Interesting to compare our experiences, albeit with quite different types of book. The radical underestimate of the time it would take is true for me as well, though that applies equally to any manuscripts I’ve written. It sounds as though you got a lot of feedback throughout the process; I appreciate that reviews can be an emotional rollercoaster, but still wish that I’d had more. Finding people to read it proved difficult. Likewise your editor was personally involved and critical throughout. My editor was supportive — the proposal was approved from the first submission — but very much hands-off. I can see that the uncertainty was frustrating in your case, but at least their insights ended up being constructive. Finally, I prepared my own index, which was a time-consuming nightmare (https://treesinspace.com/2015/09/22/consult-the-index). As a result, however, it’s the 10 pages of the textbook of which I’m most proud. I’m still glad that the figure permissions were handled by someone else though.

    Maybe I’ll write a similar post… when I get round to it. There are a number of neglected manuscripts haunting me right now.


  2. sleather2012

    Great post and congratulations. I have always been amazed at how long it actually takes to get books written, you were wise to stick to one author – my Ecology of Insect Overwintering took seven years (three authors) – I have an idea for a scientific writing book but will probably never get round to it, also a How to Run Field Courses book, which will, along with my popular science books probably have to wait until I retire 🙂

    PS yes I am buying copy of your book 🙂


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  4. Mark Vellend

    Just so you know, on amazon.ca, “Customers Who Bought This Item Also Bought”…

    …wait for it…

    “Ziploc Sandwich Bags – 125-Count [Health and Beauty], CDN$ 41.25” ??

    Congrats on the book.


  5. Brian McGill

    If I read your narrative right, you still cranked out 20 chapters in 18 months. That’s pretty impressive on top of rest of life!


      1. Brian McGill

        The theme amongst your post and the comments of a book taking longer than expected certainly holds in my case. I thought I could do it without a sabbatical, but I increasingly fear it will take a sabbatical to finish it off, fortunately I have one coming up in the not too distant future.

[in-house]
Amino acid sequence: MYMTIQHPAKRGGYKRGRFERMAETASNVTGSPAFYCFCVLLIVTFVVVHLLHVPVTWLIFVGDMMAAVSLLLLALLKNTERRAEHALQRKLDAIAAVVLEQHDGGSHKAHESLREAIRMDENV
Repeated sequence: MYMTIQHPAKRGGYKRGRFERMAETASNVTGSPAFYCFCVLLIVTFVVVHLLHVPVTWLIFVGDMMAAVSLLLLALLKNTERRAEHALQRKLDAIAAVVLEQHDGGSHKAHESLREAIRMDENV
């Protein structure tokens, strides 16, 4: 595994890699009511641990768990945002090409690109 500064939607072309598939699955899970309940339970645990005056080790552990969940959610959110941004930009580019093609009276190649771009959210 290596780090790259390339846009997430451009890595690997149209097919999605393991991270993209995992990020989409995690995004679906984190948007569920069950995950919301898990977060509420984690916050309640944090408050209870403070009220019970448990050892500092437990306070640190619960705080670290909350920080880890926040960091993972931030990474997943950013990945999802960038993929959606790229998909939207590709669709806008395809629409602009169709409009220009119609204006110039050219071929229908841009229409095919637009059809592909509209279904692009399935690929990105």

6. nickdulvy

    So a key question is what is the likely return on investment? There are two ways of looking at this: academic kudos and dosh. Looking back would you have rather written those 15 extra papers (3 per year) than a book? An even more painful question…. are you likely to have made a minimum wage for writing this book? Right I am off to Amazon.ca to buy two copies!


    1. ScientistSeesSquirrel Post author

      Nick – that is indeed a key question, and fortunately, it’s easily answered.

      On fkinancial return (“dosh”) – no, I won’t come remotely close to minimum wage. I figure if I sell out the entire print run, my royalties (on average about 6% of sales) will come to perhaps $1/hour (but probably less).

      On academic return – here the payback could be immense. I went through this calculation in my post on academic inclusive fitness (https://scientistseessquirrel.wordpress.com/2016/01/26/academic-inclusive-fitness/). Assume I sell 1/2 the print run, and that 1/4 of the buyers actually read the book. Assume it helps the average reader improve their writing productivity by just 1%. Run the numbers and my writing the book will have added 500 papers to our literature – far outstripping the 15 or so I gave up. (You may not believe that calculation. I didn’t either – but I can’t find a hole in it).

      Thanks for commenting – and for buying copies!